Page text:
Review for The Book of Bantorra Complete Collection
The Book of Bantorra was a first for me in anime, albeit an ignominious one. Back when Crunchyroll first went legit, and started legally streaming anime to the world, I made a point of watching everything they streamed to the UK. That was easy when it was just The Tower of Druaga, Blassreiter, Linebarrels of Iron, and Fairy Musketeers. Then the service started filling up, and I had to get picky with what I watched. But I still made a point of watching everything that I started to completion, as and when it was simulcast. The Book of Bantorra was the first time that I lost touch with a simulcast anime; I just didn’t have time to watch it each week, and despite my swearing to catch up once it had ended, it was the first time that a show disappeared from Crunchyroll before I could complete it, as the license expired. Of course what was the first time is now pretty much all the time, as I just don’t have the time to watch everything that I’m interested in. But at least I can make the time to watch The Book of Bantorra to the end, as I’ve finally imported the US DVD release.
When someone dies, their soul becomes a book, a book that reveals the life of that person, their innermost secrets. Naturally such books are prized commodities, so it falls to the Library of Bantorra, and the Armed Librarians under acting chief Hamyuts Meseta to find these books and protect them. Their guardianship maintains the fragile balance of the world, but there are those who would see the world tipped into chaos, particularly those of the Church of Drowning in God’s Grace.
27 episodes of The Book of Bantorra are presented across five DVD discs from Sentai Filmworks. They have also released the show on Region A locked Blu-ray.
1. Bombs, Books, and a Sinking Ship
2. Bombs, a Princess, and a Gray Town
3. Bombs, Humans, and the God of Death’s Disease
4. The Setting Sun, Shiron, and Colio
5. A Betrayal, a Cup, and a Meandering Path
6. Thunder, a Monster, and a Girl’s Punch
7. A Smile, a Mask, and a Man with a Death Wish
8. A Pond, Comrades and a Seashell
9. A True Man, a Battlefield and My World
10. An Eccentric, a Mother, and the Black Ants’ Nest
11. A Weakling, the Labyrinth, and Moving the Queen
12. The Past, Irrationality, and a Pipe’s Smoke
13. A Day Off, a Picture Book, and Rusty Hair
14. The Setting Sun, a Storyteller, and a Collection of Fables
15. A Girl, a Girl, and the Bed of God
16. A Banned Book, a Coward, and the Sacred Eyes
17. A Return Home, an Encounter, and Burning Bridges
18. A Propeller, Remembrance, and a Man of Lead
19. A Fool, a Void, and a Dancing Spinning Fairy
20. Funeral Bells, a Book, and a Boy with a Death Wish
21. Enmity, the Color Blue, and the Rope Princess
22. The Sky, and Ending, and a Girl’s World
23. A Jailbreak, a Tool, and a Desert Violet
24. Truth, Love, and the Second Sealed Library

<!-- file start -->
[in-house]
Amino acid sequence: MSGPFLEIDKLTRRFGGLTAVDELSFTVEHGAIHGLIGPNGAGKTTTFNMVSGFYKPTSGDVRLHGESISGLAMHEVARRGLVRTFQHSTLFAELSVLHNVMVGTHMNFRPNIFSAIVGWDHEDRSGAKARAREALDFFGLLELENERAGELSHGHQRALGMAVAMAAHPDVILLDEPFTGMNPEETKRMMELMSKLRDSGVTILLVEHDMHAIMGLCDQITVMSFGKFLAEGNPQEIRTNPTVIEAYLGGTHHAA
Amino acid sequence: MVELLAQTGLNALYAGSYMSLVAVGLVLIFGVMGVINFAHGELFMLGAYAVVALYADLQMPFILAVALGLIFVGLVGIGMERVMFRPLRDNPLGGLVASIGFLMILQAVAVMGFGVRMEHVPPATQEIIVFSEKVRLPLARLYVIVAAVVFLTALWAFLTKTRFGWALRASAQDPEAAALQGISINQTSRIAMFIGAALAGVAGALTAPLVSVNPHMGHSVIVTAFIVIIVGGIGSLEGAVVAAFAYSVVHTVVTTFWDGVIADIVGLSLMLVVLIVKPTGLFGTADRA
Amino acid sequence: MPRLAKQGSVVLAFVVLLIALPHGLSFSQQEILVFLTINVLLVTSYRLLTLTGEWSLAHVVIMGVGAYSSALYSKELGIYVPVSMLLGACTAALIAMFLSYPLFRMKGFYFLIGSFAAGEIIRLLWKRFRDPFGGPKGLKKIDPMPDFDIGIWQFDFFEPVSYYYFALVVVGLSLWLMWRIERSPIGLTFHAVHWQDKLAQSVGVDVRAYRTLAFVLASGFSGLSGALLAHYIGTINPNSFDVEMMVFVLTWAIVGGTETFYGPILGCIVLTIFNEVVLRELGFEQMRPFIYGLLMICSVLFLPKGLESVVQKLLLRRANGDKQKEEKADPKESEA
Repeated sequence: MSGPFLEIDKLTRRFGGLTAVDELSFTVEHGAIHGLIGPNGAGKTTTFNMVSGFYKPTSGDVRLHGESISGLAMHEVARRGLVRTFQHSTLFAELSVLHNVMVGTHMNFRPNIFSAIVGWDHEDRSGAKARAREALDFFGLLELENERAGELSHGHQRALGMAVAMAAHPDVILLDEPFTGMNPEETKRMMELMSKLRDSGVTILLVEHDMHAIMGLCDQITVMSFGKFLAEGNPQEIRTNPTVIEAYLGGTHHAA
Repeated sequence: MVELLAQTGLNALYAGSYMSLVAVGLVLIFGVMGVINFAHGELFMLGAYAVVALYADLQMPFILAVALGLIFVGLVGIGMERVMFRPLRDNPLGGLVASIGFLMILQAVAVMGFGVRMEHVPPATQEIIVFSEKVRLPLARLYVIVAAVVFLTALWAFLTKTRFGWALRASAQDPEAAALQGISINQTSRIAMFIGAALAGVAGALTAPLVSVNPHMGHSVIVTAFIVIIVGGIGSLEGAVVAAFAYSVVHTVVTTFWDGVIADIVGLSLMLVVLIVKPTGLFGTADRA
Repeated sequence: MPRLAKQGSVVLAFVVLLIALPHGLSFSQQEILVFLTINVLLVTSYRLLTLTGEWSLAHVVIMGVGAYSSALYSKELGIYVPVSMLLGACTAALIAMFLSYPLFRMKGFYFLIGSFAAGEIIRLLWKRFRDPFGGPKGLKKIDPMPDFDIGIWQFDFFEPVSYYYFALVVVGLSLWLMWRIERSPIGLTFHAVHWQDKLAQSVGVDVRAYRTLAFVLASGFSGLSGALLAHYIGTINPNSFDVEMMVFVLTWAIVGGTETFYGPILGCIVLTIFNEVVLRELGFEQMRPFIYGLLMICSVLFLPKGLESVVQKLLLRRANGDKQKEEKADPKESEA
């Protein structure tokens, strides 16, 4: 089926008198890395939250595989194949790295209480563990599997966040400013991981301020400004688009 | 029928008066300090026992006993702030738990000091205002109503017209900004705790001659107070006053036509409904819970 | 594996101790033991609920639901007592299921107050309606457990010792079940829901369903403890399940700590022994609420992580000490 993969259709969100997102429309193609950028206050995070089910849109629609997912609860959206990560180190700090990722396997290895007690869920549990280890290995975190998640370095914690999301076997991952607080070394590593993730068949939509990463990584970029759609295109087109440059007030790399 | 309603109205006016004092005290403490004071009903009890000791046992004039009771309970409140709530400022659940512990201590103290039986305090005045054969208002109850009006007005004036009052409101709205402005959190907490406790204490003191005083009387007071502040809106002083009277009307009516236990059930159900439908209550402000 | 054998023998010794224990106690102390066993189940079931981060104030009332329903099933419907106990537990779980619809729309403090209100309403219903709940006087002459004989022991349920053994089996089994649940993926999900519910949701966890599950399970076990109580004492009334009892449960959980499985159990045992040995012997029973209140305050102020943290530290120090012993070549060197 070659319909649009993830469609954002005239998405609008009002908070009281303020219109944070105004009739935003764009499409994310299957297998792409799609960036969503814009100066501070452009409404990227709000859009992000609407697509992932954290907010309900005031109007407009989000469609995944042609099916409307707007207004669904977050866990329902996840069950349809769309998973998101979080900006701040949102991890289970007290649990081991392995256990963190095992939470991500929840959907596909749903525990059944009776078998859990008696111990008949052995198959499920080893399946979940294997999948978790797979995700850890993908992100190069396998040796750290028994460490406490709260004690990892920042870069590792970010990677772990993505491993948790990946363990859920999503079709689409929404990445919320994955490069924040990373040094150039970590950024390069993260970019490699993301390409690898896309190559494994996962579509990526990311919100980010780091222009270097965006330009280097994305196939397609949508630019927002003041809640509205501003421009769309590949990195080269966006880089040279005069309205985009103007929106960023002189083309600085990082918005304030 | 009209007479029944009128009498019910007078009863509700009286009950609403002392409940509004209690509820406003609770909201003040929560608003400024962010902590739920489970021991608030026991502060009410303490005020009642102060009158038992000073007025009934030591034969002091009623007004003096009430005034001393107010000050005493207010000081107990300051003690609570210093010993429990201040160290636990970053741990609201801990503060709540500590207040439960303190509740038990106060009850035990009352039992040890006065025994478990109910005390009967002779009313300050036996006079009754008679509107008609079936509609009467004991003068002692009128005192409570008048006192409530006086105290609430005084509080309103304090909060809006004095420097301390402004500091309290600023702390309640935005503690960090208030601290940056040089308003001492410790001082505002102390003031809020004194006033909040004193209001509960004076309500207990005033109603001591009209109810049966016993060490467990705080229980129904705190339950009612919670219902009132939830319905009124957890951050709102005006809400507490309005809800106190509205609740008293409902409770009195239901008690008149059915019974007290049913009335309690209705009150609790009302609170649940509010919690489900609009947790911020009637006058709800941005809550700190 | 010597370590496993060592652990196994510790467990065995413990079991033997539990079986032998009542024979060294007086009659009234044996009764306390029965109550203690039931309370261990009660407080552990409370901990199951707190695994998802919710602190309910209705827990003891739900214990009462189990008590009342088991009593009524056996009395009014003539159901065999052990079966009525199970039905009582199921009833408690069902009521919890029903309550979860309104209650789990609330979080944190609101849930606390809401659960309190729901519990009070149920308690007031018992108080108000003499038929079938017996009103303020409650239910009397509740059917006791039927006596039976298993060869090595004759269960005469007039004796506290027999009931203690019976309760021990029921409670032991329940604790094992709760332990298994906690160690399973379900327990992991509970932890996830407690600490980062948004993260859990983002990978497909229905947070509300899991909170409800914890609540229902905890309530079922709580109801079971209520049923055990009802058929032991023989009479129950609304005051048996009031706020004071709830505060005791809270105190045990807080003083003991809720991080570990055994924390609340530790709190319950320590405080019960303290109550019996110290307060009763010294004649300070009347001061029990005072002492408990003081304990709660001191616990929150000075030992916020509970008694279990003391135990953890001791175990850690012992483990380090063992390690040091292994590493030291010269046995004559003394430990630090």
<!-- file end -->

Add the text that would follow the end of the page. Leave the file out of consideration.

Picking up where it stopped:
25. Tranquility, Indolence, and a Tale of Despair
26. Atonement, Delusion, and Books within Books
27. The Power of the World
The Book of Bantorra gets a 1.78:1 anamorphic NTSC transfer on these discs. The image is clear and sharp, if a little soft, indicative of an SD master. Colours are strong, and the animation comes across without significant issues with compression or aliasing, although digital banding is there as always. The world design incorporates a mish-mash of historical periods, although mostly from the early twentieth century. The character designs are memorable, but the show has something of a Gonzo feel to it, both in the characters and the quality of the animation. It saves its big guns for the action sequences, while the quieter moments are often mundane, verging on the static.
You have the choice between DD 2.0 English and Japanese with optional subtitles and a signs only track. The Japanese is definitely the way to go here, as what little I sampled of the dub sounded stilted, while the key character of Hamyuts Meseta sounded miscast. The audio is adequate, the Japanese voice actors finding the character cliché shortcuts with ease; the action comes across well, and the music drives the action and emotion of the piece. You do have to put up with an Ali Project caterwaul for the first half of the series as the opening theme, but that’s what the skip button was invented for. The subtitles are timed accurately and are free of typos.
You get five discs in an Amaray style case, with two on either side of two centrally hinged panels, one on the back face of the case. The discs boot to static menus with jacket pictures, and each episode is followed by a translated English credit reel.
Disc 1 autoplays a trailer for the Anime Network, and harbours trailers for Persona 4: The Animation, Samurai Bride, Hakkenden: Eight Dogs of the East, Love, Chunibyo, and Other Delusions, From the New World, and Maoyu Mao Yusha: Archenemy & Hero.
Disc 5 has the textless credits, three openings and two endings.